Some of the political commentariat seem agreed that the Greens will dwindle away under the pressure of some apparently immutable need for a binary party divide. Even as sensible a reporter as Jennifer Hewett has suggested that ‘we just politely ignore the Greens as irrelevant’.5 George Megalogenis’s overview of Australian political history and future, published in 2016,6 has literally no mention of the Greens, even though they were consistently polling between 12 and 16 per cent in opinion polls since the 2013 elections. Amanda Lohrey seemed more accurate in her cover story for the The Monthly declaring the Greens were now hitting the mainstream.7

Minor parties are hardly new in Australian politics, and they benefit from an electoral system that allows greater possibilities for representation than the first-past-the-post voting used in Britain and the United States. Australian politics are deeply shaped by a complex electoral system, which means preferences of minor parties are essential in the House of Representatives and can become byzantine in the Senate, leading to the changes to Senate voting pushed through by the Turnbull government with the support of the Greens in March 2016. What is new is a party that can seriously contest Labor’s claim to occupy the more progressive side of Australian politics, and sees itself as becoming a serious contender for government.

When the Greens emerged out of battles to preserve the Tasmanian wilderness they seemed likely to be no more than a boutique party, capable perhaps of winning a few Senate seats and using their electoral position to highlight certain environmental issues. But with the demise of the Democrats in the first few years of this century, the Greens were able to appeal to both those voters who distrusted the two major groupings and those Labor voters who were increasingly disillusioned with what seemed an abandonment of progressive principles. In both New South Wales and Victoria, the Greens have won state seats from the conservatives [Ballina; Prahran] and former Nationals Leader, Larry Anthony, has warned of Greens inroads in traditional National territory.

While the Menzies government depended heavily on Democratic Labor Party (DLP) preferences after the Labor split of 1955, this was in a period when the major party groupings enjoyed a much larger share of the popular vote than they do today. Since 1949, when Menzies ushered in his remarkable twenty-three years of Liberal reign, Labor has only once won over 50 per cent of the popular vote [in 1954: an election it lost]. Hawke came close in 1983, but since that election Labor’s primary vote has steadily declined. Hawke won the 1990 election with just under 40 per cent of first preferences, and Kevin ‘07 achieved 43 per cent in 2007.

Since then Labor has consistently struggled to win 40 per cent of the electorate, and in practice can only win government with a consistent flow of Greens preferences and the support of Greens members, where they exist, in Parliament. Both parties need each other to win seats, while simultaneously competing for the same group of voters, people who see themselves as ‘progressive’, and are likely to give high priority to issues such as climate change, civil liberties and immigration policies.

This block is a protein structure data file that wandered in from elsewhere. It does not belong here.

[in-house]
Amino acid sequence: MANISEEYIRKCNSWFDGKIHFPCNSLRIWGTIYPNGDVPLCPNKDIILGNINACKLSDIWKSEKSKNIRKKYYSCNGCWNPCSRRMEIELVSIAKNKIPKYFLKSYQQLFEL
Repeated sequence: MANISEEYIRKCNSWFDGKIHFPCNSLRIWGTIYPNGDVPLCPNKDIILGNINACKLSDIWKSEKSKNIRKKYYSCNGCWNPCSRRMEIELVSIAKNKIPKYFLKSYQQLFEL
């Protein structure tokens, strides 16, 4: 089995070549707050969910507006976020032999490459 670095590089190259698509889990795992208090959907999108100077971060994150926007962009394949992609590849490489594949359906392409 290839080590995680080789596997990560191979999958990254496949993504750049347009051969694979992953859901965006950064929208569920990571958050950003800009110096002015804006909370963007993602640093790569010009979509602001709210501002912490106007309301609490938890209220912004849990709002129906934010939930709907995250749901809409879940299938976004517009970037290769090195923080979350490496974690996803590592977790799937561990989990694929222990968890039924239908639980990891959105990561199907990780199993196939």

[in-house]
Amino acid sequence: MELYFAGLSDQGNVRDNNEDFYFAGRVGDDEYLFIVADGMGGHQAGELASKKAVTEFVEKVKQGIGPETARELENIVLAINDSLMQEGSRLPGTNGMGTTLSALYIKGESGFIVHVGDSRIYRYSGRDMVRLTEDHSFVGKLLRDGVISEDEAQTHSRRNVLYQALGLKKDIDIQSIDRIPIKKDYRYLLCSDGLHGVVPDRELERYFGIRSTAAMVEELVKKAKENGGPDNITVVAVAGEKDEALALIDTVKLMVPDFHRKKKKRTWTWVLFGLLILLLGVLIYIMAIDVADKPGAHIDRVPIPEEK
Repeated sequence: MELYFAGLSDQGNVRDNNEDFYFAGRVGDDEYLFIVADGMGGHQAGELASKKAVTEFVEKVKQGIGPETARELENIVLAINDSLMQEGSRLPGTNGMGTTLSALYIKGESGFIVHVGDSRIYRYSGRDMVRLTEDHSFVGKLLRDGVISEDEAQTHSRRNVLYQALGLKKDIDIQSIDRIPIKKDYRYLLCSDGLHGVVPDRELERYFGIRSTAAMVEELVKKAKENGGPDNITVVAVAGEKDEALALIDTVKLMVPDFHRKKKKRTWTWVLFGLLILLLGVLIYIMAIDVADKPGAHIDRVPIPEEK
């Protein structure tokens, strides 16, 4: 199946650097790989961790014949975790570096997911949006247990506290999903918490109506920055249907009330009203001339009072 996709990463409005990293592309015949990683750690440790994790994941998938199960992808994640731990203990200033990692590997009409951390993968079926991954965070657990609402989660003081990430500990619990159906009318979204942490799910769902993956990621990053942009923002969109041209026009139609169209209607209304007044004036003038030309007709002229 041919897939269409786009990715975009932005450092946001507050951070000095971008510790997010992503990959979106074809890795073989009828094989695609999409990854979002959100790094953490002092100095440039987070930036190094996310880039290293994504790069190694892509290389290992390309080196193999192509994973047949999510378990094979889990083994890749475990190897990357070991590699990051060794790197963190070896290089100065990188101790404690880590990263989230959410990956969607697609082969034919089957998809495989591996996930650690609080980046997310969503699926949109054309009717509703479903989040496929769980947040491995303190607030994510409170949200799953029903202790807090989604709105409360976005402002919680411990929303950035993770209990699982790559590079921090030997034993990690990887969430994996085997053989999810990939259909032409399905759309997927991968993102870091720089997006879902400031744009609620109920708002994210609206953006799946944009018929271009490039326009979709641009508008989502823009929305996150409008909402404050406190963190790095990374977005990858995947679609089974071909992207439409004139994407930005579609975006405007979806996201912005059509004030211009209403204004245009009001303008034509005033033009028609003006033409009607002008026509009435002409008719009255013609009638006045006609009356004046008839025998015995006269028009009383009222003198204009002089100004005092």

As Labor cautiously tries to position itself as ‘progressive’ on these issues – with the notable exception of asylum seekers – it runs up against a Greens party that is moving towards a more social democratic position. When Richard di Natale took over leadership of the Greens in 2015 he laid out a program that could well have been nominated by a Labor leader, and in practice the Greens have often seemed more interested in economic redistribution than has Labor. Di Natale has even floated the possibility of a formal Labor/Greens coalition government, with himself as Health Minister.8 Given that such a coalition could only be established by the Greens winning some Labor held seats it is unlikely to be an attractive proposition to the ALP.

State politics have already seen various forms of Labor/ Greens coalitions. In 1989 the Tasmanian Labor/Greens Accord allowed the formation of a Labor government which lasted until the following year, when disputes over forestry policy saw the accord collapse and Premier Michael Field compare the relationship between Labor and the Greens to a ‘forced marriage’ which ended in a ‘very acrimonious divorce’. So bitter were the relations between the parties that in 1998 Labor joined the Liberals in cutting back the size of the lower house to squeeze out the Greens, but between 2010 and 2014 Labor formed a government in formal coalition with the Greens who held several ministerial positions. That coalition was ended by Premier Lara Giddings in 2014 in the lead-up to a state election that saw major swings against both parties.

Between 2008 and 2012 the Greens supported a Labor government in the Australian Capital Territory (ACT), though without formal participation in the ministry; the Greens were reduced to one seat in 2012 but the one member, Shane Rattenbury, became a minister in the Labor government. Like Tasmania the ACT uses proportional representation to elect its lower house; but in both Victoria and NSW in recent state elections the Greens have won lower house seats, and have members [though not the balance of power] in the upper houses.

It is common to complain that Labor has lost any sense of purpose beyond winning elections, and that it is increasingly a cabal of union-dominated professional politicians that at best will govern with a slightly more egalitarian tone. Yet for the foreseeable future Labor remains the alternative government. There is a real danger that the more successful are the Greens in attracting smart young recruits the harder it will be for Labor to attract sufficient members and candidates with a diversity of backgrounds. (It is difficult to get accurate figures for party membership; Labor still seems to have around 50,000 members, while the Greens have 10,000, numbers having surged for Labor when members were given a role in the choice of party leader.)